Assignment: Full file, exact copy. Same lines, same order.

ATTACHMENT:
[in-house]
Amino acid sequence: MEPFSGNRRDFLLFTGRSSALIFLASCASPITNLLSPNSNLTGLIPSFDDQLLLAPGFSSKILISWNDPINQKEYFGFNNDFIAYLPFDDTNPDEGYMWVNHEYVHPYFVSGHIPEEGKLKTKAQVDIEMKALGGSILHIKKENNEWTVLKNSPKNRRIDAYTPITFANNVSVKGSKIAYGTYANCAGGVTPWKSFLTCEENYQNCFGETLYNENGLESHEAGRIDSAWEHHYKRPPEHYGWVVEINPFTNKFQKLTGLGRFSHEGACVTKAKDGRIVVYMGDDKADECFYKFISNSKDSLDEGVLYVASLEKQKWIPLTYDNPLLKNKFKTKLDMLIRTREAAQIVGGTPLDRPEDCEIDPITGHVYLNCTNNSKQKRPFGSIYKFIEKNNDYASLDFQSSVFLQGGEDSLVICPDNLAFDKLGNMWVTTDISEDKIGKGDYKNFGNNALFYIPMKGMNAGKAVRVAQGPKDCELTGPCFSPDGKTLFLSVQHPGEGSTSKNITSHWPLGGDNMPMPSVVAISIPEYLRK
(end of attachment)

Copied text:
[in-house]
Amino acid sequence: MEPFSGNRRDFLLFTGRSSALIFLASCASPITNLLSPNSNLTGLIPSFDDQLLLAPGFSSKILISWNDPINQKEYFGFNNDFIAYLPFDDTNPDEGYMWVNHEYVHPYFVSGHIPEEGKLKTKAQVDIEMKALGGSILHIKKENNEWTVLKNSPKNRRIDAYTPITFANNVSVKGSKIAYGTYANCAGGVTPWKSFLTCEENYQNCFGETLYNENGLESHEAGRIDSAWEHHYKRPPEHYGWVVEINPFTNKFQKLTGLGRFSHEGACVTKAKDGRIVVYMGDDKADECFYKFISNSKDSLDEGVLYVASLEKQKWIPLTYDNPLLKNKFKTKLDMLIRTREAAQIVGGTPLDRPEDCEIDPITGHVYLNCTNNSKQKRPFGSIYKFIEKNNDYASLDFQSSVFLQGGEDSLVICPDNLAFDKLGNMWVTTDISEDKIGKGDYKNFGNNALFYIPMKGMNAGKAVRVAQGPKDCELTGPCFSPDGKTLFLSVQHPGEGSTSKNITSHWPLGGDNMPMPSVVAISIPEYLRK